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The Best Short Stories of 1915 And the Yearbook of the American Short Story   By: (1890-1941)

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In "The Best Short Stories of 1915 And the Yearbook of the American Short Story" edited by Edward Joseph Harrington O'Brien, readers are treated to an exquisite collection of literary gems from the golden age of American short fiction. As the title suggests, this anthology encompasses a range of stories published in the year 1915, offering a comprehensive snapshot of the era's thriving short story scene.

O'Brien's editorship shines through in the meticulous curation of this collection. By compiling the works of various renowned authors, he adeptly showcases the breadth and depth of talent present in the American literary landscape of the time. From renowned names like Edith Wharton and Sherwood Anderson to lesser-known but equally captivating authors, the book presents a rich tapestry of voices, themes, and styles.

One of the standout aspects of this anthology is its ability to transport readers to different worlds within a few pages. Each story masterfully immerses the reader in its own distinct setting, whether it be a quaint New England town or the bustling streets of New York City. The vivid descriptions and vibrant characterization bring these worlds to life, enabling readers to fully engage with the narratives.

While every story presented in this collection has its own merits, a few deserve special mention for their exceptional craftsmanship. Edith Wharton's "Kerfol" is a haunting tale of love, betrayal, and spectral presence that lingers long after the final words. Sherwood Anderson's "The Man Who Became a Woman" challenges societal norms, delving into the complexities of gender identity with remarkable sensitivity.

Another remarkable aspect of this anthology is the reflection it offers on the concerns and preoccupations of the time. Through themes such as class divisions, economic struggles, and the changing role of women in society, these stories provide a valuable window into the social and cultural fabric of 1915 America. Readers gain a deeper appreciation for the issues that were central to the era, as well as the subtleties of the human condition that transcend time.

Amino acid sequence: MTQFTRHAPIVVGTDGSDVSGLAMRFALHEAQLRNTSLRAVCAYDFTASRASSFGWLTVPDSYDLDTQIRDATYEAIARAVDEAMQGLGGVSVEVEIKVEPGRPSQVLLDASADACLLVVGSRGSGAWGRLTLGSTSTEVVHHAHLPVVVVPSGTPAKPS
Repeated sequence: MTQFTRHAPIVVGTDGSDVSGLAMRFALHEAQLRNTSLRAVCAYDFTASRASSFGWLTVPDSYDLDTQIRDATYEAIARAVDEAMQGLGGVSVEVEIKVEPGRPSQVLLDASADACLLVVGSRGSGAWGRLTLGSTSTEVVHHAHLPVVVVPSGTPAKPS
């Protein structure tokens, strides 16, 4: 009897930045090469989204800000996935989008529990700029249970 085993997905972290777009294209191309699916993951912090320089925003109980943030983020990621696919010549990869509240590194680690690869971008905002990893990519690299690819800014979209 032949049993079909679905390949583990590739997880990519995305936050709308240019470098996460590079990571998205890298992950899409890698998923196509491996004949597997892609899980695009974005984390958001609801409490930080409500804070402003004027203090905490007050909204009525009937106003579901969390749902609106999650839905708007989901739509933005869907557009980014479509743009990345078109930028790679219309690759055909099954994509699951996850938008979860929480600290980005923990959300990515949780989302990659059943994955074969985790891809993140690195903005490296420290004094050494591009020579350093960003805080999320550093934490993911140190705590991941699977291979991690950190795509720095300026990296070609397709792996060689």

Although it is evident that the stories of 1915 were written a century ago, O'Brien's careful selection ensures their relevance remains intact. These tales continue to captivate modern readers as they grapple with universal themes of love, loss, identity, and our place in the world. The masterful storytelling exhibited by the authors resonates across time, making this anthology a timeless treasure.

In conclusion, "The Best Short Stories of 1915 And the Yearbook of the American Short Story" serves as a remarkable testament to the enduring power of the short story form. O'Brien's editorial touch successfully combines variety, quality, and thoughtfulness to create a literary collection that both entertains and enlightens. Whether you are a lover of classic literature or new to the world of short fiction, this anthology offers an enchanting exploration of an era characterized by literary brilliance.

First Page:






Copyright, 1915, 1916, by The Boston Transcript.

Copyright, 1915, by Charles Scribner's Sons, Harper and Brothers, The Century Company, The Masses Publishing Company, P.F. Collier & Son, Incorporated, Margaret C. Anderson, Mitchell Kennerley, The Ridgway Company, Illustrated Sunday Magazine, John T. Frederick, Every Week Corporation, Boston Daily Advertiser, The Bellman Company, The Outlook Company, and The Curtis Publishing Company.

Copyright, 1916, by Maxwell Struthers Burt, Donn Byrne, Will Levington Comfort, William Addison Dwiggins, James Francis Dwyer, Ben Hecht, Arthur Johnson, Virgil Jordan, Harris Merton Lyon, Walter J. Muilenburg, Newbold Noyes, Seumas O'Brien, Katharine Metcalf Roof, Benjamin Rosenblatt, Elsie Singmaster Lewars, Wilbur Daniel Steele, Mary Synon, and Fannie Hurst.

Copyright, 1916, by Small, Maynard and Company, Incorporated.

Second Printing, June, 1916 Third Printing, October, 1916 Fourth Printing, December, 1916 Fifth Printing, May, 1917




Grateful acknowledgment for permission to include the stories in this volume is made to the following authors, editors, publishers, and copyright holders:

To Charles Scribner's Sons and Mr... Continue reading book >>

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